While Brian slowly recovered, Freddie, Roger and John started work on the next album – to be called Sheer Heart Attack – and went into Trident Studios to start recording in July. Meanwhile Brian’s recovery had been halted when he was rushed to hospital with a duodenal ulcer. But the other band members carried on working, and when Brian finally was well enough to return to the studio, the band came back together creatively with more strength than ever.
In fact, nothing could stop Queen’s momentum.
Their next single, Killer Queen, was released on 11th October 1974. Its infectious tune coupled with intriguing lyrics (mentioning such diverse topics as Moët and Chandon and Marie Antoinette) four-part harmonies and superb guitar solo from Brian May propelled it straight into the charts. It reached number one in all the music papers’ charts – except in the BBC chart, where it “only” reached number two, being held off the top spot by David Essex’s Gonna Make You a Star.
Killer Queen proved a turning point for Queen – maybe not the unanimous number one they desired, but a considerable chart success. And there were consolations for not quite reaching the top of the official UK singles charts: Killer Queen also gave the band their first US hit, peaking at number 12 in the Billboard charts. It was a great tonic for the band after the trials and tribulations of the summer, and boded well for both the forthcoming tour and the release of the new album.
Queen went back on the road with the first gig at The Palace Theatre, Manchester, on 30th October 1974. They were met with rapturous acclaim wherever they went. The set contained many songs from their third album, Sheer Heart Attack, which was released on 8th November. Its mix of hard rock and melody seemed to epitomise the group’s sound at the time, and is still many fans’ favourite album. Sheer Heart Attack charted straight away and like Killer Queen also reached number two – this time being denied the top spot by Elton John’s Greatest Hits, which was to prove ironic in the light of future events.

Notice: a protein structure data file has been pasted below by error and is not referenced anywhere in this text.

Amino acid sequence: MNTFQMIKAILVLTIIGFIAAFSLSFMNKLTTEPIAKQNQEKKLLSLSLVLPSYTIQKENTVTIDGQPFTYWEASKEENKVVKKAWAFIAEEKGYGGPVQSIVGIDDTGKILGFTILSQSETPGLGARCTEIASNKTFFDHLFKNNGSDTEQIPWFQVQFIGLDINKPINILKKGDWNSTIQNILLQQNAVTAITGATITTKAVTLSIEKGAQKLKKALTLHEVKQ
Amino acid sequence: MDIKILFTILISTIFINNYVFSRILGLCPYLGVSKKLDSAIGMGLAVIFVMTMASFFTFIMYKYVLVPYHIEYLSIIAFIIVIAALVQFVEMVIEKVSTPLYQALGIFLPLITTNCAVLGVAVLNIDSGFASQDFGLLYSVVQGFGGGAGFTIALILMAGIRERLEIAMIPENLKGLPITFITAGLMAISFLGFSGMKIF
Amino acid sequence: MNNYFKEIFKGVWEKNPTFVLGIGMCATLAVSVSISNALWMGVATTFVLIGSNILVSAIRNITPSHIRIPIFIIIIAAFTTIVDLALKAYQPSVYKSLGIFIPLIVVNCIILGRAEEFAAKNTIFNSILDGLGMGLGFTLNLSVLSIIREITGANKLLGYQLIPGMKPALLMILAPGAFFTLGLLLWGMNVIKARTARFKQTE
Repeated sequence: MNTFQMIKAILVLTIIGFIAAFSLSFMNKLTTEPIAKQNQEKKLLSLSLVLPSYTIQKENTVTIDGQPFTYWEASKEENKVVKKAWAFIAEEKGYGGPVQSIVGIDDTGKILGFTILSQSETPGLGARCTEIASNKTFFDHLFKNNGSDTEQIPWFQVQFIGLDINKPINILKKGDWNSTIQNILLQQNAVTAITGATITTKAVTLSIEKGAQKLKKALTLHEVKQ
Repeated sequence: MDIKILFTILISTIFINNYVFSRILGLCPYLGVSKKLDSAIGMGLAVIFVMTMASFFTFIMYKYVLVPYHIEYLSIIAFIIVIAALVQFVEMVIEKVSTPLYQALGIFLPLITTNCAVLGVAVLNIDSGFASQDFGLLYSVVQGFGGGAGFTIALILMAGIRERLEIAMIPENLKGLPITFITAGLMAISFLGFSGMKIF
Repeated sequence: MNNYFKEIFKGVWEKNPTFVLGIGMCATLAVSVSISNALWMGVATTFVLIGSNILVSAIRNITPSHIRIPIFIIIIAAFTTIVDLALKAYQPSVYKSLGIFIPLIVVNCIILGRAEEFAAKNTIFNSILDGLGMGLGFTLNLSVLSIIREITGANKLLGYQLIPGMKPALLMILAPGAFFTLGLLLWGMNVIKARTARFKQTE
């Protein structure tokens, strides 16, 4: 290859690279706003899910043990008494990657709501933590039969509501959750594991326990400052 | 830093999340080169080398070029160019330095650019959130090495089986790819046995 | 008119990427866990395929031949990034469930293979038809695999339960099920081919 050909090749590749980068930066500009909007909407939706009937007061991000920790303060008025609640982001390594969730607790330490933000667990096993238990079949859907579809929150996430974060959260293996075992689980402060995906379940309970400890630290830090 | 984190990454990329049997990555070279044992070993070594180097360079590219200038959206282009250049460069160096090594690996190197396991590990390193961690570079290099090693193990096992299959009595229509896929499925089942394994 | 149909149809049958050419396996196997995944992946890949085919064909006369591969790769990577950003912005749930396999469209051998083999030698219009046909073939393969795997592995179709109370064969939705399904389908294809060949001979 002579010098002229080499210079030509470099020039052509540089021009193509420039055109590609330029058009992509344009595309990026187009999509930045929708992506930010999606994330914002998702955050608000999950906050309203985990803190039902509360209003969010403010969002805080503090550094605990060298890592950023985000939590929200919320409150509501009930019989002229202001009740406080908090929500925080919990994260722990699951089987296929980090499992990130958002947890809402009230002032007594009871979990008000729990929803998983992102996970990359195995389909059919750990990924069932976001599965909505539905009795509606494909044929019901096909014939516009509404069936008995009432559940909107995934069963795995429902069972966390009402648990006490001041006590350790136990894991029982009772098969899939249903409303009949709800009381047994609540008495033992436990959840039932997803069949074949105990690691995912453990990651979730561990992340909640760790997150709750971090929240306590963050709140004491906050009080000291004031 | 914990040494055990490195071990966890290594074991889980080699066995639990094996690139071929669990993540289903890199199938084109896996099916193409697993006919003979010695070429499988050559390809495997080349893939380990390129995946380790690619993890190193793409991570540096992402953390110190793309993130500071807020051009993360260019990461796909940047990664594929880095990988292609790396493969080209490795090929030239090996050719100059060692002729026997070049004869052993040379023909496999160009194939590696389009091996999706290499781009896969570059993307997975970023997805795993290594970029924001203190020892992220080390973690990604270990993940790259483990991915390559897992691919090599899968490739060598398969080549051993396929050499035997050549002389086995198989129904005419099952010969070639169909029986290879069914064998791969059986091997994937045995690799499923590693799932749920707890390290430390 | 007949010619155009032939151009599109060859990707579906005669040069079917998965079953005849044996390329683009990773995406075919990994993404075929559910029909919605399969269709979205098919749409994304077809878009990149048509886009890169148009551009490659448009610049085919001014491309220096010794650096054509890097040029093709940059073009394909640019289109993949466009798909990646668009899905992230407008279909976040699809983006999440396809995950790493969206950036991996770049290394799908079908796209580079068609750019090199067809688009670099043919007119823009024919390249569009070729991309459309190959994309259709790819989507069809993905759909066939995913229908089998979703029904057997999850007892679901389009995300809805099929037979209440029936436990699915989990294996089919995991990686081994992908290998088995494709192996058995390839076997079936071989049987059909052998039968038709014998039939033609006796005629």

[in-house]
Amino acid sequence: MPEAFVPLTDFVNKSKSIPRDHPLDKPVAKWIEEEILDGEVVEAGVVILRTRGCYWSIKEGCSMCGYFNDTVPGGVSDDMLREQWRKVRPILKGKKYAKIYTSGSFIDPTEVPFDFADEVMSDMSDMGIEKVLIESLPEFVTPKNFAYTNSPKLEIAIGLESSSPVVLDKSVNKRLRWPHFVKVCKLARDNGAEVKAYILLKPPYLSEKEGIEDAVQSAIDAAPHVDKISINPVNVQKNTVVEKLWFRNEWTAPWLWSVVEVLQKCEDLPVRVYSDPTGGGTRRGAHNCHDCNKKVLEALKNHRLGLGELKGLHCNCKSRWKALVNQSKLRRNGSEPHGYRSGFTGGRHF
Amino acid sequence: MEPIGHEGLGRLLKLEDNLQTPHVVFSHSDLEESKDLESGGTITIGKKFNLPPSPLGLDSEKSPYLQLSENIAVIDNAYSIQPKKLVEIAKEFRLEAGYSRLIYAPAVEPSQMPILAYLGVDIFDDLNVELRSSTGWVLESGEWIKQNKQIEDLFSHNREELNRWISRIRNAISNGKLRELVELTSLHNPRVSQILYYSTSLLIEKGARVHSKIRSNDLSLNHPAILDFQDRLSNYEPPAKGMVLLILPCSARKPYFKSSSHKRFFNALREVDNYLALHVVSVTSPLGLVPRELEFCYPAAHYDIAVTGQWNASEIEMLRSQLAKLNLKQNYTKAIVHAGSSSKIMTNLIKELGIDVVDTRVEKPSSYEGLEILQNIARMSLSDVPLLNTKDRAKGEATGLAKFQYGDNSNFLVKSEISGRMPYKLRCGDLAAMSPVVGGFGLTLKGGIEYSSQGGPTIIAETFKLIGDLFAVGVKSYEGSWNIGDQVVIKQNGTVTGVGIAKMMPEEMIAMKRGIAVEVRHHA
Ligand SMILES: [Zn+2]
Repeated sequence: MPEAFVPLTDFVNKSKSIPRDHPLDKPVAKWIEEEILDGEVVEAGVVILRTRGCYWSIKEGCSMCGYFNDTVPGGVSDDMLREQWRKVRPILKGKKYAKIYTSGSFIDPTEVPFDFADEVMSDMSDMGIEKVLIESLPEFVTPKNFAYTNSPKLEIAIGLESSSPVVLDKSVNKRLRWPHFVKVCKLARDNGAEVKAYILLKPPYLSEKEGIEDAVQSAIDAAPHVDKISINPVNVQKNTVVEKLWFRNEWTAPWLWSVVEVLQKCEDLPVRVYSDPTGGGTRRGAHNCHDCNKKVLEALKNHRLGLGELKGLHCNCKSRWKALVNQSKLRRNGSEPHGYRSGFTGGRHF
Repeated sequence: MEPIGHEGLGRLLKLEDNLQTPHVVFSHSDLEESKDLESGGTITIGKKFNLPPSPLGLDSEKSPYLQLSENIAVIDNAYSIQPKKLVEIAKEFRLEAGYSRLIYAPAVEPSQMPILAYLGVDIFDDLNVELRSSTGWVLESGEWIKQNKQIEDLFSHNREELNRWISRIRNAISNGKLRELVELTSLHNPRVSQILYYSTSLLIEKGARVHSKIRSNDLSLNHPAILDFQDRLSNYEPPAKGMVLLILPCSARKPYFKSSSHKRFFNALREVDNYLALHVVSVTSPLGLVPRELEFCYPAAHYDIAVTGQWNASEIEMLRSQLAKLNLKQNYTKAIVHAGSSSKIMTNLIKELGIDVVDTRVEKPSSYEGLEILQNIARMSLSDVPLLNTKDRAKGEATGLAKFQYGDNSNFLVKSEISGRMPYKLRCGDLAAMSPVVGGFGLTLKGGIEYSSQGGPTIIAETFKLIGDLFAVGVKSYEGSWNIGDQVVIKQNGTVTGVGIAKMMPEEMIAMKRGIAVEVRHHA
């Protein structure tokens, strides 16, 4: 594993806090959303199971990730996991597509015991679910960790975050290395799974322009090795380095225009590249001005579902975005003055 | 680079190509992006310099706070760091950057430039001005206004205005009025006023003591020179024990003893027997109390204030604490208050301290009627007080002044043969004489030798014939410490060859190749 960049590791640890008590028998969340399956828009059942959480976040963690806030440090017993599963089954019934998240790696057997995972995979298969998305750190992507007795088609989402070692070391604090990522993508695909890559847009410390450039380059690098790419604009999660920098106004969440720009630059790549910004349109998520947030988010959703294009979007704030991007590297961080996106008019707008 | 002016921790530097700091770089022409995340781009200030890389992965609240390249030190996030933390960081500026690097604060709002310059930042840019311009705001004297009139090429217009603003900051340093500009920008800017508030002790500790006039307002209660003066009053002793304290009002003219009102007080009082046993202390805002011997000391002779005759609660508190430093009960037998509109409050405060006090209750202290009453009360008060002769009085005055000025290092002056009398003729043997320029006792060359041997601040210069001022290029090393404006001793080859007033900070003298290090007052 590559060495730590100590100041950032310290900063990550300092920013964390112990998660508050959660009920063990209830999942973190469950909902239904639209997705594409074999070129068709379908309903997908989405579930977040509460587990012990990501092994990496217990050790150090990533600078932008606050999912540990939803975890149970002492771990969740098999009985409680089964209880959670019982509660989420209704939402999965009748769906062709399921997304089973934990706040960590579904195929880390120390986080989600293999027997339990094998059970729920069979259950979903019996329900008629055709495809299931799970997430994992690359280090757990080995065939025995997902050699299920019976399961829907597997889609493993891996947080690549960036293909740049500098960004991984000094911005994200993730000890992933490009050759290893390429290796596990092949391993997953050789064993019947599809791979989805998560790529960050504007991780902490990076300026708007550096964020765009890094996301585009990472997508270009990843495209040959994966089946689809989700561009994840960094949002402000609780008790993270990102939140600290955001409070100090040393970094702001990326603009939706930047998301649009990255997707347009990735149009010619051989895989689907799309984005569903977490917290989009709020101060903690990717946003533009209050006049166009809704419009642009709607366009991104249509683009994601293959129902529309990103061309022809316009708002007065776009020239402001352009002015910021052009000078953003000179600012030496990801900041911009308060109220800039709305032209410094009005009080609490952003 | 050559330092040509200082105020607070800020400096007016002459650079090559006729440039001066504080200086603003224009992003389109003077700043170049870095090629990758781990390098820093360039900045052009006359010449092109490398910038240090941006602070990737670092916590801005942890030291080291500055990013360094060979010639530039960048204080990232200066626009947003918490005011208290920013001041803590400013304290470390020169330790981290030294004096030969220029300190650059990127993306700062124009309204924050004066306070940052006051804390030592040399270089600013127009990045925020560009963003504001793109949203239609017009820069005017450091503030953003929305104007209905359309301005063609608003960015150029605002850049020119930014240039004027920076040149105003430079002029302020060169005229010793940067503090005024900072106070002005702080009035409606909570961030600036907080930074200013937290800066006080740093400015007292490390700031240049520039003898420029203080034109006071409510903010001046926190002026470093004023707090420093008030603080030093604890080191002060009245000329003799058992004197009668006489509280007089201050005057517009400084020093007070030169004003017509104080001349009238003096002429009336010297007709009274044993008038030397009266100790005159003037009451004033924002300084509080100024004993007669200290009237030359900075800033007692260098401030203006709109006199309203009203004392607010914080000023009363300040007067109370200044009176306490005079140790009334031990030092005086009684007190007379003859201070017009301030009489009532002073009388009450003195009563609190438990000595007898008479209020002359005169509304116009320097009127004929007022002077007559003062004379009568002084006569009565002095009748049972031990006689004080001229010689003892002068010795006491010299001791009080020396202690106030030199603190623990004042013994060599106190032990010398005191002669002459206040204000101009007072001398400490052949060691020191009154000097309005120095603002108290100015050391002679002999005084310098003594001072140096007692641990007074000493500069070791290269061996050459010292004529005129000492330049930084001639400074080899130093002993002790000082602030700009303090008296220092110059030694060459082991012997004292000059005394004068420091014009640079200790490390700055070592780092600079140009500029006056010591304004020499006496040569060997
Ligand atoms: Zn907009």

Queen were riding high, and the group’s triumphant return to London’s Rainbow Theatre on 19th November proved just how far they had come in the less than eight months since they last played there. The band now had two hit singles and two hit albums under its belt, as well as a sell-out tour, and those lucky enough to witness that sensational second Rainbow concert saw a group with everything going for them. For Queen at the end of 1974 the sky was the limit….
Queen appeared to be on top of the world in the opening days of 1975 but behind the scenes all was not well: for some time the group had been unhappy with Trident, their management company, and disillusioned with the performance of their managers, the Sheffield brothers. For most of 1974 the members of the band had been paid wages of just £20 a week, and even the rise to the princely sum of £60 at the end of the year after the success of Sheer Heart Attack was hardly sufficient. They had been told no more money was available because of costs they had incurred including making the album (very expensive as Queen never did anything by halves). The situation was affecting them badly, both financially and emotionally, and something had to be done. John needed money to buy a house for himself and girlfriend Veronica, who he was about to marry; while typically Freddie wanted a piano and Roger hoped to buy a car. All their requests were turned down. It was the final straw. They approached young show business lawyer Jim Beach, who entered into lengthy negotiations to extricate them from a deal that they felt was threatening their career.